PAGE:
Lazarides: This brand-new five-floor spread opened last May in a Georgian town house that was once a brothel. The notorious, headline-grabbing gallery is run by Steve Lazarides, the onetime art director of London’s now-defunct SleazeNation magazine. He was the first person to print a poster by media-shy graffiti artist Banksy and helped make him a global phenomenon. (Brangelina and Christina Aguilera have bought Banksy works from him.) Lazarides is also known for prankish, punk artists with a wicked wit, such as Jonathan Yeo, who makes detailed collage portraits of politicians using cutouts from vintage porn magazines.
Paperchase: Though there are now branches of this paper mecca across the world, the triple-decker Fitzrovia spot was the original Paperchase store, catering to artists in the area since the 1970’s. On the first floor, check out a vast range of cards, Pop-arty boxes, and one-of-a-kind printed gift wrap. Then move upstairs for professional supplies—paper in various weights, day planners, and dozens of types of pens.
Pilar Corrias Gallery: London socialite and gallerist Pilar Corrias—who helped start Haunch of Venison gallery, a branch of which recently opened in New York City—opened her namesake 3,800-square-foot space to coincide with Frieze Art Fair just over a year ago. Her roster includes Scottish conceptual artist Charles Avery and Berlin-based Keren Cytter, known for her narrative film and video installations. Through Miuccia Prada, a client, Corrias tapped Rem Koolhaas to reimagine a leather showroom as a gallery with 16-foot ceilings and moveable walls that accommodate monolithic artwork.
Salt Yard: Central London’s Salt Yard is a trendy restaurant and bar celebrating the Spanish tapas tradition. Chef Ben Tish’s men features an array of tapas-style small plates created from Spanish- and Italian-inspired ingredients and flavor profiles. Using simple, yet bold flavors and locally sourced meats, Tish crafts such selections as chargrilled chorizo, slow roasted lamb, and carpaccio of sea bream. In addition to the main tapas menu, Salt Yard features a charcuterie selection and bar snacks, as well as a menu of puddings, which includes churros with valrhona chocolate sauce and saffron cheesecake.
Sanderson: Once a sleek furniture company headquarters, the Sanderson became a hotel in 2000 under the guidance of Ian Schrager and Philippe Starck. The team preserved much of its Midcentury charm while adding signature touches (note the Daliesque red-lip sofa in the lobby). Suka, the new Malaysian restaurant on site, was masterminded by New York’s Zak Pelaccio, and the 300-square-foot guest rooms feel surprisingly large, with offbeat flourishes like a Starck-designed rug riffing on Voltaire’s handwriting. The hotel’s best amenity, though, is a well-kept secret: the Japanese-style Courtyard Garden hidden in the center of the building like an urban oasis. It features a lounge with a wooden deck set amid restored 1960’s mosaics, rhododendrons, magnolias, and a man-made canal filled with white water lilies.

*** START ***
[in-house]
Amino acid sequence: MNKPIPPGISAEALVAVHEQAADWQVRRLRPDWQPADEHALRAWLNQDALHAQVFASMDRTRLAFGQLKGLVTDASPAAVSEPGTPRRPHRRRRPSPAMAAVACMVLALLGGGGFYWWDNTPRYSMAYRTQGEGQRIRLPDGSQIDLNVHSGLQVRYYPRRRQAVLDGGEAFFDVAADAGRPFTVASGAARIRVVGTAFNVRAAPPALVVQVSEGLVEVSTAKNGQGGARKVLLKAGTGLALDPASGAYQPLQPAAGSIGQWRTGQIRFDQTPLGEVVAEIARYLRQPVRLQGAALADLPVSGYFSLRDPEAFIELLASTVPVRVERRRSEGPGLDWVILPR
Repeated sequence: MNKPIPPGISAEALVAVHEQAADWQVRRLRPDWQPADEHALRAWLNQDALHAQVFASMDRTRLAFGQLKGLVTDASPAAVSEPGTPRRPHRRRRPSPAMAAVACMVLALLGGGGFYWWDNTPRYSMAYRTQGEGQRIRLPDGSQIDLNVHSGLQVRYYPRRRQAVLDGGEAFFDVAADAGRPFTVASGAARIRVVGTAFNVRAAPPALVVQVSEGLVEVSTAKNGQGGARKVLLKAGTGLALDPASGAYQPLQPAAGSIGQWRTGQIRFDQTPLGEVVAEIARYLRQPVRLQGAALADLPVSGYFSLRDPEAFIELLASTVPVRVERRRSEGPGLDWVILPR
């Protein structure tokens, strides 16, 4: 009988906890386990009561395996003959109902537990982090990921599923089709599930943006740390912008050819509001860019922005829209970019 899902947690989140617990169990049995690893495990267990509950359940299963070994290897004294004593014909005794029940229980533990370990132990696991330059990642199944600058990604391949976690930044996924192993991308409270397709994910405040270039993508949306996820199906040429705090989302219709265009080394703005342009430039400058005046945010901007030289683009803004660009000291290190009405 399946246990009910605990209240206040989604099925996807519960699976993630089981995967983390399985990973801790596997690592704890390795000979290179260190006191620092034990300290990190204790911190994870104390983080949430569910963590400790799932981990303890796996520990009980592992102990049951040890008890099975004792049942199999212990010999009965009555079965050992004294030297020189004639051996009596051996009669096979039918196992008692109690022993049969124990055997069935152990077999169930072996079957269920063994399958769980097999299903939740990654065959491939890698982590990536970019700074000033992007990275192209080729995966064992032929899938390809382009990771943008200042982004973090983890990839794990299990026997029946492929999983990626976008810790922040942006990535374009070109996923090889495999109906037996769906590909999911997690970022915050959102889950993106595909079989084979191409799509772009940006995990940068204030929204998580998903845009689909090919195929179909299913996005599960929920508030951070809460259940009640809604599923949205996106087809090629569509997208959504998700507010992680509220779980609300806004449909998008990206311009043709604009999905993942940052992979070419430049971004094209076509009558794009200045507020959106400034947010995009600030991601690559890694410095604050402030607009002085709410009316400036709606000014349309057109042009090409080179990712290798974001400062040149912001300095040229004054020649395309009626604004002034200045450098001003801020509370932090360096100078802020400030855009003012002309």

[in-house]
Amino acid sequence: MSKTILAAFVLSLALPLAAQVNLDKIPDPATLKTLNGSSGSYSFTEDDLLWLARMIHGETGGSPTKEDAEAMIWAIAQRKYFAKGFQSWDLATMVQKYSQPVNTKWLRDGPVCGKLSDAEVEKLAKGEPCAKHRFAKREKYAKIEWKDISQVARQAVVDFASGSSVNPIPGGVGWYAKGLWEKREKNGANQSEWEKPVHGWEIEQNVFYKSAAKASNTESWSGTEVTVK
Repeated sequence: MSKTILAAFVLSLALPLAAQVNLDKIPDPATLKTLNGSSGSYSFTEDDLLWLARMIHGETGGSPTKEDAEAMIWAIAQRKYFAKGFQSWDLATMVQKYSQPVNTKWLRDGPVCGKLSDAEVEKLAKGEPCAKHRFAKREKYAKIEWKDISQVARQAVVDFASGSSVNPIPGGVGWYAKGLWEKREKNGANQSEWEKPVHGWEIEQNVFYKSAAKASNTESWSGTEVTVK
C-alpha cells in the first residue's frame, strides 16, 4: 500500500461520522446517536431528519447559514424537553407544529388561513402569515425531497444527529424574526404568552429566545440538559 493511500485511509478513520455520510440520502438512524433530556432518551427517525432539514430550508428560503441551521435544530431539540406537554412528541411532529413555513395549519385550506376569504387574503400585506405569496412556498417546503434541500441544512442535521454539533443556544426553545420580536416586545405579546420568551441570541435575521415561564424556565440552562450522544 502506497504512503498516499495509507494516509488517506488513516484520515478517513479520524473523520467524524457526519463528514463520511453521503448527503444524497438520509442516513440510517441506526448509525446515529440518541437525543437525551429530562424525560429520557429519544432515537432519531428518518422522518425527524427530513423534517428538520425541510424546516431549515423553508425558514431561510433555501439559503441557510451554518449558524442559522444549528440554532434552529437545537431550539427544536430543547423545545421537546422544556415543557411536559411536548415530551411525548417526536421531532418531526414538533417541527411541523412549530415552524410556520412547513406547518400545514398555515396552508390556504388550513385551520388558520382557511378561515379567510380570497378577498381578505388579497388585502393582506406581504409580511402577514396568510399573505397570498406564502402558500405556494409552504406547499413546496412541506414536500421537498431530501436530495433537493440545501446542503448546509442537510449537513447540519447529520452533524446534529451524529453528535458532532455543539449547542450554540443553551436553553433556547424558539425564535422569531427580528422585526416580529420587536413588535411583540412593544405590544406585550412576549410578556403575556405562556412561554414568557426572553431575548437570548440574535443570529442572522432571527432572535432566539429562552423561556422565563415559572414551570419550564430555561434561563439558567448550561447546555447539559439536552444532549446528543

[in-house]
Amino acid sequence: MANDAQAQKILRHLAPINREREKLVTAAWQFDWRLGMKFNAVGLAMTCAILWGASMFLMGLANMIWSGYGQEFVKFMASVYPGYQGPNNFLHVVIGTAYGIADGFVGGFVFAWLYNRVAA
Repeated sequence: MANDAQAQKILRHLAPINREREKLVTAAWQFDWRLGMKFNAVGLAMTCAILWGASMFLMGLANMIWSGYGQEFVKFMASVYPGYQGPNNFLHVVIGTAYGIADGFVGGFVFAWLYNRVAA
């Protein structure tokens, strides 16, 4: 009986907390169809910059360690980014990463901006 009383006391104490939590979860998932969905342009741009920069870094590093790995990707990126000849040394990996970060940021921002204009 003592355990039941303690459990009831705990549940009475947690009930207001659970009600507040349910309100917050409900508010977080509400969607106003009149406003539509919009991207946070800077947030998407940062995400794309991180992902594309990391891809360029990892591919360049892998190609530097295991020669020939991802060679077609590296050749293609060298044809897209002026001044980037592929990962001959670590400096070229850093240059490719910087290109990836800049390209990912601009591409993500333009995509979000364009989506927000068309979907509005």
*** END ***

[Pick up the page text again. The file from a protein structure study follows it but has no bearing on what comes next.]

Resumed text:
Stuart Shave/Modern Art: Originally in the vibrant East London arts district, Stuart Shave relocated his avant-garde gallery to a large, glass-fronted West End building in 2008. And, thanks to Shave’s commitment to showcasing the art of the future, his patrons followed. First founded in 1998, Stuart Shave/Modern Art has become well-known and loved for nurturing up-and-coming artists with unique styles, many colored by bold graffiti or Gothic influences. Among the works exhibited are dynamic sculptures by David Altmejd, vivid installations by Barry McGee, otherworldly paintings by Nigel Cooke and captivatingly humanistic photographs by Collier Schorr.
The Langham: The 380-room Victorian-era landmark (unveiled by the Prince of Wales in 1865 and still a royal favorite) has recently been restored to its storied grandeur and brought into the 21st century with flat-screen TVs and wireless Internet in every room. British-style afternoon tea—voted London’s best in one recent poll—is served daily in the posh Palm Court off the lobby (try the tomato-and-cream-cheese sandwiches and the lemon posset cups). But the real culinary treat is the Roux at The Landau restaurant, a collaboration between legendary chefs (and father and son) Albert and Michel Roux Jr., for roasted wild sea bass and free-range Gloucester Old Spot pork loin. Langham’s new Asian owners have added subtle Eastern touches, too. At the Chuan Spa, Asian healing arts take center stage; holistic revitalizing treatments are grounded in traditional Chinese medicine. And the Langham’s central location, across from the Art Deco masterpiece BBC Building, makes it perfect for exploring Soho, Mayfair, and the funky Fitzrovia neighborhood.
Villandry: Villandry is London’s one-stop shop for gourmet dining. The sleek and modern restaurant serves French-inspired cuisine, including smoked haddock and moules frites, for lunch and dinner. The café features free wireless Internet and a menu of sandwiches and small plates, including the croque monsieur and the poached chicken terrine. Shoppers at the foodstore will find a welcome selection of artisanal and seasonal items, including breads, chocolates, and wines, as well as a deli.